Capitol tree's journey thrills Tuolumne County residents

Mewuk members among its escorts; lights go on today

mdoyle@mcclatchydc.comDecember 5, 2011 

— Mewuk tribal leader Reba Fuller now has a cross-country saga for the ages.

And that's before today's lighting of the Capitol Christmas Tree, cut from a forest not far from Fuller's Tuolumne County home.

Joined by her 16-year-old grandson, Summerville High School sophomore Sheldon Bradford, Fuller helped escort the 63-foot-tall white fir from the Stanislaus National Forest to the foot of the U.S. Capitol. The trip took some three weeks and taught them a lot, about the country and about each other.

"We may never again in our lifetime have an opportunity to travel in an adventure like this," Fuller said Monday, "and that's what it was, an adventure."

Go ahead. Ask them about the Indian center of Gallup, N.M., where the Mewuk Indians delivered donated food. Or Fort Leonard Wood in Missouri, where an Army band serenaded them. Or Amarillo, Texas, with its culinary hospitality.

"Big steaks," said Sheldon, who measures his words.

But Sheldon and his grandmother Fuller, who serves as government affairs specialist for the Tuolumne Band of Mewuk Indians, are not the only ones caught up in the grand Capitol Christmas Tree adventure.

Johnny Crawford is certainly one. The 7-year-old, home-schooled Sonora resident won a drawing to join House Speaker John Boehner today in flipping on the tree's 10,000 LED lights. Some technical specifications were not yet forthcoming.

"He hasn't had any special training to do it," said Johnny's mother, Lisa Crawford.

The Summerville High School Jazz @ 8 Advanced Jazz Choir, by contrast, has been practicing diligently for its role. In addition to performing tonight at the Capitol, the choir managed, through the efforts of Rep. Jeff Denham, R-Atwater, to land a gig at the White House singing for tourists this morning.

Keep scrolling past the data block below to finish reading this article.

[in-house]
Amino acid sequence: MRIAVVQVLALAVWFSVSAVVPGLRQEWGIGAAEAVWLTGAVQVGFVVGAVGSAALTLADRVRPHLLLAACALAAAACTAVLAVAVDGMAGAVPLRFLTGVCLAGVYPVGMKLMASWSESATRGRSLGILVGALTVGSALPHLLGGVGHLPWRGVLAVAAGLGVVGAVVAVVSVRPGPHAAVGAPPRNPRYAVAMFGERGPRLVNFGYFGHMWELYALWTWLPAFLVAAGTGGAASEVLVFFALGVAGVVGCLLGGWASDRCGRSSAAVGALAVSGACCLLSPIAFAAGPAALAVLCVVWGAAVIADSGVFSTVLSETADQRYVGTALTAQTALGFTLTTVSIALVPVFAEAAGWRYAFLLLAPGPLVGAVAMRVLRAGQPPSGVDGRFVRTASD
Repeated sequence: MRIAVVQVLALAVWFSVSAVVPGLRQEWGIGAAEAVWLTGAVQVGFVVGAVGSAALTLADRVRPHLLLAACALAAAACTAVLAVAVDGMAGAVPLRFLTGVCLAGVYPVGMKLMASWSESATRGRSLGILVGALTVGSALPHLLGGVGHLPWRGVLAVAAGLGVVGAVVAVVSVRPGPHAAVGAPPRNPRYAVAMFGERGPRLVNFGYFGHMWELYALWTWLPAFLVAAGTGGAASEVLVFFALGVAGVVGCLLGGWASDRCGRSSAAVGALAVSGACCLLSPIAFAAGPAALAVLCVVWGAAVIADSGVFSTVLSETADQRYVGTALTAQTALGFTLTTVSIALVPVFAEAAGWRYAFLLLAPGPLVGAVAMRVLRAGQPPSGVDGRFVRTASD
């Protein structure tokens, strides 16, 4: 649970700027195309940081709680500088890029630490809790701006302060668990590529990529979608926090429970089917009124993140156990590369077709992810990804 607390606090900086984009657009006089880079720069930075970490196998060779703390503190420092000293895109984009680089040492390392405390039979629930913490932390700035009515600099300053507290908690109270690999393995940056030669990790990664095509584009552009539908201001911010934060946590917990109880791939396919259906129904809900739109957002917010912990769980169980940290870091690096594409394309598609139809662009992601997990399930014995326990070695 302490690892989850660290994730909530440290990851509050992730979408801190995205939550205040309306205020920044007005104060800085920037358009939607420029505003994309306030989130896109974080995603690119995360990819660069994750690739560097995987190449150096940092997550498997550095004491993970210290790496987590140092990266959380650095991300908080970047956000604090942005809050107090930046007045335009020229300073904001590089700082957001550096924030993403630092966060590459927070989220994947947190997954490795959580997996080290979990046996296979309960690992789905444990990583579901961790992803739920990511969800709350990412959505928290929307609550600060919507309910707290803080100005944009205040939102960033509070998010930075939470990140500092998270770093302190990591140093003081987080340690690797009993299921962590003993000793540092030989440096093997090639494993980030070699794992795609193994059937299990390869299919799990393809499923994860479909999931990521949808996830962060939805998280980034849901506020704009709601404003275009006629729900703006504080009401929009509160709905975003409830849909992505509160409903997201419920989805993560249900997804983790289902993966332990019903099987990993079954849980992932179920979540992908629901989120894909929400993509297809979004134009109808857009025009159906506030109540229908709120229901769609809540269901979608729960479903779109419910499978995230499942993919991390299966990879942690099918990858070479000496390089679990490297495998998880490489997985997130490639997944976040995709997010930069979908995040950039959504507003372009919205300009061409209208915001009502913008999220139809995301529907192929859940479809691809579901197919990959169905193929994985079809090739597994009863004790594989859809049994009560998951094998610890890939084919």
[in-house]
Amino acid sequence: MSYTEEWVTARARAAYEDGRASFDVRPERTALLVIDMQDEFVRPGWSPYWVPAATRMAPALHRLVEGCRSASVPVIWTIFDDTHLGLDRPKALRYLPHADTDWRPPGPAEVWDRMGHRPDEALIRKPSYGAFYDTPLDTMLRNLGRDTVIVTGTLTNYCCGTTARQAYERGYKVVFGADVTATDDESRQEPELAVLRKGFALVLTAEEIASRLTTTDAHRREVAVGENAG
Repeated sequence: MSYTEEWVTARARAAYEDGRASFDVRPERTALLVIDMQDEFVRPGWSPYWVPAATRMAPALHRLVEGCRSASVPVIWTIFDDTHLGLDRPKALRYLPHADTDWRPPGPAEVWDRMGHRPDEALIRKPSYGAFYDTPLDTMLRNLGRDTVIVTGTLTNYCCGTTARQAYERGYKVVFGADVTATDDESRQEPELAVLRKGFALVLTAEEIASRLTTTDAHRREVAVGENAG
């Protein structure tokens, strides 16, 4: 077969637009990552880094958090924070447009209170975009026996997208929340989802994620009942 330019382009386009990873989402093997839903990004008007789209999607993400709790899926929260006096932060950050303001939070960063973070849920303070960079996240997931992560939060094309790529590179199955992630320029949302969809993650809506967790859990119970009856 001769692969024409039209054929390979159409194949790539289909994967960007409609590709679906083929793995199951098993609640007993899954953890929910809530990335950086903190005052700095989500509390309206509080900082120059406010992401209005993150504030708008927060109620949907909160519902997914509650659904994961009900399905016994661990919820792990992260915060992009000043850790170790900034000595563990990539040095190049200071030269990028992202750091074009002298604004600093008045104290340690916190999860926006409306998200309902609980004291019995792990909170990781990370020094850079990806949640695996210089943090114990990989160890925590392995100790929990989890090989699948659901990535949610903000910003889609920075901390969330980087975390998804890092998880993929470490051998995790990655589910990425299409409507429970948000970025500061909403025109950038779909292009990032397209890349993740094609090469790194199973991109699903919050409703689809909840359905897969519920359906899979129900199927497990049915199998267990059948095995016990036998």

The 18-member group raised money to pay for the trip, said Dave Urquhart, principal at the Tuolumne County school.

Likewise preparing hard has been chef Gene Womble, hospitality management program coordinator at Columbia College, who along with a crew will be preparing a gourmet meal for a U.S. Forest Service reception this afternoon.

For everyone, the logistics have been daunting.

One truck hauled the 8,300-pound white fir, personally selected by the Capitol grounds superintendent from among other arboreal candidates on the Stanislaus forest's Summit District. A custom-made cradle preserved its shape; a water-filled bladder was fit around its base to preserve its green.

Another semi hauled a 19-foot white fir cut from the forest's Groveland District, bound for the National Museum of the American Indian. About 100 modest-sized trees cut from California's Mountain Home State Forest shared space on this second semi, bound for federal offices throughout Washington.

Two sport utility vehicles hauled the Mewuk representatives and four Stanislaus forest personnel. Two law enforcement rangers, traveling in two SUVs, kept the Capitol-bound tree in their sight the entire way.

"It was locked up every night," Capitol Christmas Tree Coordinator Maria Benech said.

Safely delivered, the Stanislaus National Forest trees were scattered to their respective holiday homes. The 19-foot white pine was adorned and placed outside the American Indian museum.

"You can't bring it inside, because it's been in a forest, and it might have bugs or diseases," said Jane E. Sledge, the museum's associate director, "and so it has to sit outside in the cold."

The man who cut down the 19-foot tree with his chainsaw, Robert Millis, was reunited with it Monday when he and other Mewuk tribal members arrived at the museum for a reception. Millis, 29, who most know as Buddy, directed four male and eight female Mewuk dancers in a performance in the heart of the museum.

The setting was an unusual one for the dancers — "We're used to dirt," one man confided — but they rose to the occasion as they swayed, twirled and chanted. The men were bare-chested, some bearing tattoos. The women wore long dresses. Everyone wore feathers; no one wore shoes. In lieu of applause, they punctuated each dance with a sharp "Oh!"

They seemed, momentarily, timeless.

"I talked to other people from California," Millis explained, "and they said, 'Make the ground shake.' "

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